“This Changes Everything” Paris Agreement and the Built Environment

That the Paris Agreement has come into force today, 4th November 2016, some four years early, now ratified by the requisite number of nations, is a huge milestone and speaks volumes for the global recognition and consensus to reduce carbon emissions.

cop21 article 2 draft

Back in December in Paris, the built environment was recognised as a major contributor to the carbon problem as well as having a major role to play in a low carbon sustainable future. (See How significant was the first Buildings Day at COP21?)

Now, then, is the time to review our approaches to taking carbon out of the built environment, through design, through the operation of buildings and in the manufacture and construction processes.

Through ConstructCO2 we know that up to 70% of construction carbons are travel and transport related, and much of this through diesel fuelled vehicles, further adding to our air quality problems and stretched health services. Construction transport impact must now be a primary target for sustainable construction.

In the UK, our most recent industry target is within Construction 2025 Vision – to reduce emissions by 50% by 2025. Consider however that this was written when the consensus for carbon reduction was based on a 2 degree target for temperature increase. We are now looking at 1.5 degree as the emerging consensus, and that changes everything.

construction-2025-headlines

There is a sense of urgency here, and as I explored and commented within FutuREstorative ‘we no longer have the luxury of being only less bad’ but need to be doing more good, and in doing so heal the future.

less-bad-more-good-chart

In 2015 the UK Green Construction Board noted that ‘reducing built environment carbon emissions (50% from 1990 levels by 2025) is now out of reach with current practice’, and as Namoi Klein wrote in This Changes Everything (2015) “There are no non-radical approaches left before us in addressing climate change’

But we do have approaches, tools and initiatives to ensure that the built environment can contribute to a 1.5 degree future, again as explored in FutuREstorative and illustrated here in this infographic:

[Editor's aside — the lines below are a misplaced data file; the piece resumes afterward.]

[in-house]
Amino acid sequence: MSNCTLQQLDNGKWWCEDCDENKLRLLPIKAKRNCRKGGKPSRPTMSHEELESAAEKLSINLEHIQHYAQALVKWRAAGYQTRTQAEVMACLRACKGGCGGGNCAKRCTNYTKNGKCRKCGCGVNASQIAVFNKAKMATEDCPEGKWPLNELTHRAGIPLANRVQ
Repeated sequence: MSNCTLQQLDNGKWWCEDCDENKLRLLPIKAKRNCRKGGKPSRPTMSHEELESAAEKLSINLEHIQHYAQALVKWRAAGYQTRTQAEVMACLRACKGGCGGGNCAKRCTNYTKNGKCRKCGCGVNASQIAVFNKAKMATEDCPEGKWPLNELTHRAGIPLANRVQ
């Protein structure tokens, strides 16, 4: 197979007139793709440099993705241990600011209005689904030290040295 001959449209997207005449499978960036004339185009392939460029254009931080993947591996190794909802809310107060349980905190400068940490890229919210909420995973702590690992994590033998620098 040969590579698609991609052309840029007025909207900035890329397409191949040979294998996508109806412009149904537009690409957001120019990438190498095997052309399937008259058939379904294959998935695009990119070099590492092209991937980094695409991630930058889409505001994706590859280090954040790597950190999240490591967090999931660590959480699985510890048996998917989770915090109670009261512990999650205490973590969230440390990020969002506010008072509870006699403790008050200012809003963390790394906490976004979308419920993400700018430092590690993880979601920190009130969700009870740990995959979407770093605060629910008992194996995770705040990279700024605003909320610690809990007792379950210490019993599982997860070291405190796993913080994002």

carbon-image

As we celebrate the Paris Agreement coming into force, lets also take the opportunity to look forward and start working collaboratively within the built environment towards a 1.5 degree future. And in doing so,to address the other hugely important aspects of the Paris Agreement, adopt the Sustainable Development Goals.

Chart_of_UN_Sustainable_Development_Goals

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Sustainia publishes 100 innovative solutions to support SDG’s

Over the last five years the Sustainia100 publication from Sustainia has always been a welcomed and inspiring read. Over this period It has tracked more than 4,500 solutions to date from all over the world. This year’s edition features solutions deployed in 188 countries, and more than half come from small and mid-sized enterprises. Showcasing everything from health solutions that tackle climate change, to renewable energy products that alleviate gender inequality, this year’s publication presents 100 solutions that respond to interconnected global challenges and help achieve the Sustainable Development Goals.

Chart_of_UN_Sustainable_Development_Goals

 

  • Four key trends:
    • Cities as Health Promoters
    • Making Profit from Unlikely Materials
    • Disrupting the Electrical Grid
    • People Powered Data for Better Infrastructure
  • Many Building related innovations and solutions are included, of particular note are:
    • Making Carpet Tiles from Old Fishing Nets (Interface / Aquafil)
    • Legislated Green Roofs and Solar Panels (France)
    • Growing Bricks with Bacteria (bioMason)
    • Green Bonds for Low Impact Building projects (Vasakronan)
    • Cement Free Mortar (KALK)
    • Solar Powered Water Purification (Desolenator)
    • Cities and Health: Using Communities to Bolster Health
    • Solar Storage Community Platform (Sonnen)

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Read the Sustainia  100 online here. The publication was launched on 7th June with an accompanying tweetchat, a storify record of which can be found on line, for example:

Q1: What does sustainable action mean to you ?

Q3 How have the #SDGs changed sustainable innovation?

Q8: What do you think is the next big opportunity in sustainability?